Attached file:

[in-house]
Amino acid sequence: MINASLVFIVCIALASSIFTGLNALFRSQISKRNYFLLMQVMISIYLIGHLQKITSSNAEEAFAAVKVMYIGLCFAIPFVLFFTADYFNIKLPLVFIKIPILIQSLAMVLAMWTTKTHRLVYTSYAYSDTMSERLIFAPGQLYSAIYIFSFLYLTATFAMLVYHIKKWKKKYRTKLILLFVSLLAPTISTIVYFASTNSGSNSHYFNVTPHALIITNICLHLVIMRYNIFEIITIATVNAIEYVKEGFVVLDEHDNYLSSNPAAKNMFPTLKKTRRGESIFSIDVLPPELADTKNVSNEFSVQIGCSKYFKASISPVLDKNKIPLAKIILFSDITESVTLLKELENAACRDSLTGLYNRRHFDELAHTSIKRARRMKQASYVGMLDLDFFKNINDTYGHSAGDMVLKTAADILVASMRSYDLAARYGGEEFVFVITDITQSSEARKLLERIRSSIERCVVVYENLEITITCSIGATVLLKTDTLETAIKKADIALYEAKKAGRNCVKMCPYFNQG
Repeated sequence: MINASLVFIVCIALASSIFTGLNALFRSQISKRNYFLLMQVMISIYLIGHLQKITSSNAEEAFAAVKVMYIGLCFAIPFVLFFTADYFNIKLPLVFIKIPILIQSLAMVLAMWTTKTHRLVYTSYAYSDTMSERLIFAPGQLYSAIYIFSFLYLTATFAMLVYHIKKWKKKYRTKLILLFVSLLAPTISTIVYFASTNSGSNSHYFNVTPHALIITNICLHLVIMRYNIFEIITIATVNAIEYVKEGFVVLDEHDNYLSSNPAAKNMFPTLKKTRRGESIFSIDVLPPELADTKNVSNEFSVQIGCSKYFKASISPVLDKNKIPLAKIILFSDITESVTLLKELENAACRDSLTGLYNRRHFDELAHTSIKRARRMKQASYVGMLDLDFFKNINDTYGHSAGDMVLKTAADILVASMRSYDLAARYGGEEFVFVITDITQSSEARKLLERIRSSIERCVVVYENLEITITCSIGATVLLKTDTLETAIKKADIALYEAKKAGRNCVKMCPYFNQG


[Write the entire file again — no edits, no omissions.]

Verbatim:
[in-house]
Amino acid sequence: MINASLVFIVCIALASSIFTGLNALFRSQISKRNYFLLMQVMISIYLIGHLQKITSSNAEEAFAAVKVMYIGLCFAIPFVLFFTADYFNIKLPLVFIKIPILIQSLAMVLAMWTTKTHRLVYTSYAYSDTMSERLIFAPGQLYSAIYIFSFLYLTATFAMLVYHIKKWKKKYRTKLILLFVSLLAPTISTIVYFASTNSGSNSHYFNVTPHALIITNICLHLVIMRYNIFEIITIATVNAIEYVKEGFVVLDEHDNYLSSNPAAKNMFPTLKKTRRGESIFSIDVLPPELADTKNVSNEFSVQIGCSKYFKASISPVLDKNKIPLAKIILFSDITESVTLLKELENAACRDSLTGLYNRRHFDELAHTSIKRARRMKQASYVGMLDLDFFKNINDTYGHSAGDMVLKTAADILVASMRSYDLAARYGGEEFVFVITDITQSSEARKLLERIRSSIERCVVVYENLEITITCSIGATVLLKTDTLETAIKKADIALYEAKKAGRNCVKMCPYFNQG
Repeated sequence: MINASLVFIVCIALASSIFTGLNALFRSQISKRNYFLLMQVMISIYLIGHLQKITSSNAEEAFAAVKVMYIGLCFAIPFVLFFTADYFNIKLPLVFIKIPILIQSLAMVLAMWTTKTHRLVYTSYAYSDTMSERLIFAPGQLYSAIYIFSFLYLTATFAMLVYHIKKWKKKYRTKLILLFVSLLAPTISTIVYFASTNSGSNSHYFNVTPHALIITNICLHLVIMRYNIFEIITIATVNAIEYVKEGFVVLDEHDNYLSSNPAAKNMFPTLKKTRRGESIFSIDVLPPELADTKNVSNEFSVQIGCSKYFKASISPVLDKNKIPLAKIILFSDITESVTLLKELENAACRDSLTGLYNRRHFDELAHTSIKRARRMKQASYVGMLDLDFFKNINDTYGHSAGDMVLKTAADILVASMRSYDLAARYGGEEFVFVITDITQSSEARKLLERIRSSIERCVVVYENLEITITCSIGATVLLKTDTLETAIKKADIALYEAKKAGRNCVKMCPYFNQG